The mail market: Is competition delivering?

Two years after liberalisation, a review will assess the new regime's effect on Royal Mail and its rivals
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The Independent Online

The Government is launching a comprehensive review of developments in the postal market since Royal Mail, Santa's sole helper for almost 350 years, lost its monopoly two years ago.

The review, which will report back next summer, will assess changes in the UK mail market since it was liberalised on 1 January 2006; study the impact of competition on Royal Mail, which remains the largest player in the industry; and look at the way future trends may affect stakeholders such as customers and alternative carriers. The maintenance of a universal postal service, which allows an individual to post a letter to any destination in the country, will underpin the inquiry as it also looks at ways of sustaining the provision.

"We are committed to maintaining a universal postal service... We believe that opening the market has brought considerable benefits for users of postal service," said John Hutton, the Secretary of State for Business, Enterprise and Regulatory Reform. "But there can be no doubt that the market has evolved, with new technologies such as email and text messaging having a huge effect on the way we communicate."

The initiative, which will be headed by Richard Hopper, the former deputy chairman of the communications regulator Ofcom, was welcomed in all quarters as key players lined up to make their arguments for changes in the market. Deirdre Hutton, the chair of the Food Standards Agency, and Ian Smith, the former chief executive of Taylor Woodrow, will sit on the review panel with Mr Hopper.

Royal Mail, which made a 12m loss this year, is believed to want a change in the way it is regulated. The company is expected to argue that the obligation to run and maintain the universal postal service is a drag on its other businesses, where unencumbered private operators are seizing the market and where it is also hampered by Postcomm, the state regulator, and its price control policies, which outline product margins. To remedy the situation, Royal Mail is believed to want the Government to pull back the leash and temper Postcomm's influence on the way it operates in sectors with private competition, particularly in business mail, which accounts for 87 per cent of all mail in the UK.

CWU, the mail workers' union, agrees that the current system puts disproportionate pressure on the company.

Bill Hayes, the general secretary of the CWU, said: "This is a crucial review... High on our list of issues are the effect of downstream access, the universal service obligation which currently disproportionately burdens Royal Mail, and the role of Postcomm which has proved disappointing. The future of the postal service is fundamental to the British public and economy and this review is an opportunity that cannot be missed." The CWU, which maintains that Royal Mail should remain in the public sector, is expected to follow a different tack and argue that the private sector should share the cost of a universal postal service.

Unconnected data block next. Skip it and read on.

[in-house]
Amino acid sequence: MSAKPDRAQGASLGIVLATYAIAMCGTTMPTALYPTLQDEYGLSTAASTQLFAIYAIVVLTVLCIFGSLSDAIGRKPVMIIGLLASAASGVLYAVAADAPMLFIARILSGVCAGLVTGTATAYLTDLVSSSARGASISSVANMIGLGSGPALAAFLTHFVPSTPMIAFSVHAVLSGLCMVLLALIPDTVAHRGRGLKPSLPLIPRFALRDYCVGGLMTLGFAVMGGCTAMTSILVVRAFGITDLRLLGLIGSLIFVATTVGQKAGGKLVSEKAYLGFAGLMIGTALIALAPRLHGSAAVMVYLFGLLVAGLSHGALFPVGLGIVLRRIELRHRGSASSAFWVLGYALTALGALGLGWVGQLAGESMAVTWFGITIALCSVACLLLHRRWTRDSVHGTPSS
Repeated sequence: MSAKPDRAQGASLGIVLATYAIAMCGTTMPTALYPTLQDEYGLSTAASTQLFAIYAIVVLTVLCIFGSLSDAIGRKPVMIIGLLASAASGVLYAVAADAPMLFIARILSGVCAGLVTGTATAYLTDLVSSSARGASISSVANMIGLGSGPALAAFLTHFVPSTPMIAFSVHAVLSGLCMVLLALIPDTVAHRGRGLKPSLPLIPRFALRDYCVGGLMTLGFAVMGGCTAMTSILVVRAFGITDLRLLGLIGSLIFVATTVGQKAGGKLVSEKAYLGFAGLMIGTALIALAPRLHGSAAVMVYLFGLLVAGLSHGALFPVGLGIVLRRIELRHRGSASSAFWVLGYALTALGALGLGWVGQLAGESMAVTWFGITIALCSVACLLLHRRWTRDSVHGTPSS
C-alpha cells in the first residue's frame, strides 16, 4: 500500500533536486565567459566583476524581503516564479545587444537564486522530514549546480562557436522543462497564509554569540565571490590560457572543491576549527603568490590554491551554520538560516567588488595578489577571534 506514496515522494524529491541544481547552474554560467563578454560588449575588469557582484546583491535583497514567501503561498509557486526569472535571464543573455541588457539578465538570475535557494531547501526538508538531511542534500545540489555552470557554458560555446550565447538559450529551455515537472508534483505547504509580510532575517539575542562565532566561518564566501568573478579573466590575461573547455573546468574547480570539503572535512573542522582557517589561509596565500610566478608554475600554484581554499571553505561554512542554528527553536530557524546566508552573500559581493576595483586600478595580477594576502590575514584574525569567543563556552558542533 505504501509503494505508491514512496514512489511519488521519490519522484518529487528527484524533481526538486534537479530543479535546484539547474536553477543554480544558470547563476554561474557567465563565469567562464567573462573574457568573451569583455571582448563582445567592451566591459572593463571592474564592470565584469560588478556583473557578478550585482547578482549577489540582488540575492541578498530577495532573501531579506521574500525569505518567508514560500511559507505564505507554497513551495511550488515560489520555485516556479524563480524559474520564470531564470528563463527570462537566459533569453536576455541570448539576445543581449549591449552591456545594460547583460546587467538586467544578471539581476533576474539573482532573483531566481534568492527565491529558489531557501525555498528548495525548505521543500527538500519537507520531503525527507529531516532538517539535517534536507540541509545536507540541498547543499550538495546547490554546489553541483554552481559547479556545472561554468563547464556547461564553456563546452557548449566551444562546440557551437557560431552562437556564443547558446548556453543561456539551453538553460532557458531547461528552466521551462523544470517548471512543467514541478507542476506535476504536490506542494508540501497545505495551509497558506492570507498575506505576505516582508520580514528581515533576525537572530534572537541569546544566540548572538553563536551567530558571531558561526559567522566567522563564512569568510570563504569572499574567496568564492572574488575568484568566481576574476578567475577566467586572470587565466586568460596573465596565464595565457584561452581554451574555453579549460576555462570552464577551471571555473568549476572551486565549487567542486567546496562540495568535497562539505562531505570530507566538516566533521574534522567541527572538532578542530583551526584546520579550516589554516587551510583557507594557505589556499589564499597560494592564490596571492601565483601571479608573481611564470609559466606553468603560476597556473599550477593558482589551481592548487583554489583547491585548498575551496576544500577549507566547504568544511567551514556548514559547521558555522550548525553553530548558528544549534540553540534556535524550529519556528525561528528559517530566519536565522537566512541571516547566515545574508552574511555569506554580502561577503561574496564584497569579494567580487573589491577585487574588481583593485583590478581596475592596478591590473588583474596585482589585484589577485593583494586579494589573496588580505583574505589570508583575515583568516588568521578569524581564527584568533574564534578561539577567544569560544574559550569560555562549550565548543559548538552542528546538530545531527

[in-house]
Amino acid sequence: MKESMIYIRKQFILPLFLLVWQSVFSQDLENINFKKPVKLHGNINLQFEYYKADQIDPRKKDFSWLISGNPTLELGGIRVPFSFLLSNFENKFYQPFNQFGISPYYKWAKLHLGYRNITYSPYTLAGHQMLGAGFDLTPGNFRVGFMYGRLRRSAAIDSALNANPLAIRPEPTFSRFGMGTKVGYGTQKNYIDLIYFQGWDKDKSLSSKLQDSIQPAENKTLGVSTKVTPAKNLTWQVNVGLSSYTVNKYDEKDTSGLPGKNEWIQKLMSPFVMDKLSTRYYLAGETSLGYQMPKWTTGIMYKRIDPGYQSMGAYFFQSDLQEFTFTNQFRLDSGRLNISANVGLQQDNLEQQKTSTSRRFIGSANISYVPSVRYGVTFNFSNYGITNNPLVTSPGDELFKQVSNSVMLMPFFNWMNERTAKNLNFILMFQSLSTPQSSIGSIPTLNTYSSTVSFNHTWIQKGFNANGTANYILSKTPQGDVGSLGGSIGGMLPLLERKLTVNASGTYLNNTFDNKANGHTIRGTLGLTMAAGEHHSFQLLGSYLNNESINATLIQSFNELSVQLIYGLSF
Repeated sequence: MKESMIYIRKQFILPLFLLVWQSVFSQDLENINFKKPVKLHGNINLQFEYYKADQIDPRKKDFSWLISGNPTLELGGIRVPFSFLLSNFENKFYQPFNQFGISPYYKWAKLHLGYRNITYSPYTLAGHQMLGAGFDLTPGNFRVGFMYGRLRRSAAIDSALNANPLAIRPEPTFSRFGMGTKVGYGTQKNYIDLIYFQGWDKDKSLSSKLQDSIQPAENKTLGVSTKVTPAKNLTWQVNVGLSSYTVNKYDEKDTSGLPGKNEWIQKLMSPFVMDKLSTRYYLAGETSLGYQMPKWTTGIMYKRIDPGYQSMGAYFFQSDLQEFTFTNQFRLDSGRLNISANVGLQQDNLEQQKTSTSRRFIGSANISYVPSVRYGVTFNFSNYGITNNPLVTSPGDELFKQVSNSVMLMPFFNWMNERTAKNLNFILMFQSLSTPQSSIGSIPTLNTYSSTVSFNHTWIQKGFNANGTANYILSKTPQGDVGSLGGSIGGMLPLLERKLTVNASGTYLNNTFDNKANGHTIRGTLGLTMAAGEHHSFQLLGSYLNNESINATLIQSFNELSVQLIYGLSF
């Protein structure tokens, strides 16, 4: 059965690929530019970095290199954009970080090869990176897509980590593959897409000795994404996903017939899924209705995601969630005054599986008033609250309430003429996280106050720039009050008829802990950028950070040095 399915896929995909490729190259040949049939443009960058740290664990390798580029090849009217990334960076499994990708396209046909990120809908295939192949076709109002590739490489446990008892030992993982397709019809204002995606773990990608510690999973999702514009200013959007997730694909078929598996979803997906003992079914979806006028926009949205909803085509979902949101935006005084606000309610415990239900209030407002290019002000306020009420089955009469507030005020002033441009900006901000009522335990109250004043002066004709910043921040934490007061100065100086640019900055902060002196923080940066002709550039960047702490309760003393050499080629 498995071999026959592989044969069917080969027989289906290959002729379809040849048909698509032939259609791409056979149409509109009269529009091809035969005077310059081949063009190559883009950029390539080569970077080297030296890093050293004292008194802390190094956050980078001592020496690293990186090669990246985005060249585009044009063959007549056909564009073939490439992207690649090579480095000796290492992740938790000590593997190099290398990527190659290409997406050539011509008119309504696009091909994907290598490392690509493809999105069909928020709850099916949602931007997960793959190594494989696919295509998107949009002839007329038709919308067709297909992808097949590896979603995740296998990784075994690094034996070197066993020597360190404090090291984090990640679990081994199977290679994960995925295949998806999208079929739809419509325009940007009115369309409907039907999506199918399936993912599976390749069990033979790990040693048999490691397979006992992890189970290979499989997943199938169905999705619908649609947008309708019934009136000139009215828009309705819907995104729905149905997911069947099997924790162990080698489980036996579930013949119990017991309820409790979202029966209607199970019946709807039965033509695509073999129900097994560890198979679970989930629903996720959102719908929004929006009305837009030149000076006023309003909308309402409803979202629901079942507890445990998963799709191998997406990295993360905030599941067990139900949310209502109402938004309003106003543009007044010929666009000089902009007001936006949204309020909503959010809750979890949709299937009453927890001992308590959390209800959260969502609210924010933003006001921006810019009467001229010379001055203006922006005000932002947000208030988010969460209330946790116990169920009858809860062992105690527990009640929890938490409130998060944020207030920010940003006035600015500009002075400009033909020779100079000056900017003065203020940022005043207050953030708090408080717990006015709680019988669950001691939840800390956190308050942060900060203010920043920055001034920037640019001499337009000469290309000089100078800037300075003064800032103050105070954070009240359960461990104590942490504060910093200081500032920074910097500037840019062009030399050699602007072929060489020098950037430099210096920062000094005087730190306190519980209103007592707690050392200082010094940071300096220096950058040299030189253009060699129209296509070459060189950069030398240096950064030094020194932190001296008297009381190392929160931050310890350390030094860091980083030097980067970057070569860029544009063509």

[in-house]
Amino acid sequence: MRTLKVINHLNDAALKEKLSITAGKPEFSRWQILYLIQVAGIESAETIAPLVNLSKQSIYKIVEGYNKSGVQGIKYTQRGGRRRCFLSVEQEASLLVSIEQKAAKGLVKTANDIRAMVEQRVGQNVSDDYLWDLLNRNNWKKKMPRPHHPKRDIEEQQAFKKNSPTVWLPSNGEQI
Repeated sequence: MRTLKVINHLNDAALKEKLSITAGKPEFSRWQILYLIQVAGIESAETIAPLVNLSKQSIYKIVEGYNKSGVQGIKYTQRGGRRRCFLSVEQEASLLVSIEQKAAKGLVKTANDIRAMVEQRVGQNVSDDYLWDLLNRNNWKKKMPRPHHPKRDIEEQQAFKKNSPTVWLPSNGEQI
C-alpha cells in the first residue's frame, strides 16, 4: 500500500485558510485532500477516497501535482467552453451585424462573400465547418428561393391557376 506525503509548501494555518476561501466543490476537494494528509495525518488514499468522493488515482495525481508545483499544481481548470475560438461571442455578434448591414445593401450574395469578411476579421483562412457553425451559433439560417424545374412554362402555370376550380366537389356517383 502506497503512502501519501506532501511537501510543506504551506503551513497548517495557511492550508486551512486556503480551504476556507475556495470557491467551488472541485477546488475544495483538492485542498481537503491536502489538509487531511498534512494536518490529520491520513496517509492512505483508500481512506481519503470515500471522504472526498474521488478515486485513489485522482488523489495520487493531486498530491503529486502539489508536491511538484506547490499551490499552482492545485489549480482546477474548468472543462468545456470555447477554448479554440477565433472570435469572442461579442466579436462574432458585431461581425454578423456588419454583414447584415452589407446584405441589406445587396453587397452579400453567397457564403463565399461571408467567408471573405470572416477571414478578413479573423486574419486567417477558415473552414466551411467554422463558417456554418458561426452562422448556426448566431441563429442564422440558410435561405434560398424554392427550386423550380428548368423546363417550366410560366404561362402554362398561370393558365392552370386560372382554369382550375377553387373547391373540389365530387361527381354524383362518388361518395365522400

Phil Burns, of Frontier Economics, a consultancy which has advised Postcomm since 2000, disagreed and said that Royal Mail was not being held back.

"Royal Mail is the company that delivers the post," he said. "It takes it down the final mile, both for its own customers and for the private companies such as TNT, with whom it has service agreements. So, it makes money from the private sector and that is probably enough to counteract the effect of the universal service obligation.

"The tension will become apparent when private companies begin to operate in the end-to-end market and start covering the final mile. But there is no indication that it will happen any time soon."

Mr Burns also defended the role of Postcomm. "They have had a difficult job but the important thing is that they have remained credible. They wanted competition and then they had to manage the task of regulating Royal Mail, which they have done quite effectively," he said.

The regulator welcomed the review and said the panel should examine ways of bringing Royal Mail, which is exempt from VAT, under the same regime as its newer, private operators. Postcomm also said it was in favour of lighter regulation, saying that the review should consider ways of allowing it to "step back wherever the market is effective in ensuring value for money and choice for customers".

Its chairman Nigel Stapleton said: "This review is timely... We are pleased the Government's review will cover all aspects of the market and of Royal Mail's structure and performance."

TNT Post, a private business mail service provider, agreed. A spokesman for the company said: "Real competition within the UK postal market is still at an embryonic stage, with Royal Mail continuing to deliver over 99 per cent of UK addressed items. We hope that the review panel will consider the impact of barriers to entry that still exist within the UK such as an unfair VAT regime".

News of the review, which came on the day the Government decided to extend Royal Mail chairman Allan Leighton's term to March 2009, also aroused the interest of the Liberal Democrats, who want to separate the Post Office from Royal Mail. Lembit Opik, the Liberal Democrat spokesman on business affairs, said the review should consider the viability of the combined business.

"This welcome review must address the issue of how Royal Mail can prosper against its competitors on a level playing field," he said. "Any comprehensive review, however, must look at whether Royal Mail and the Post Office should be split up into separate businesses to safeguard both their futures."

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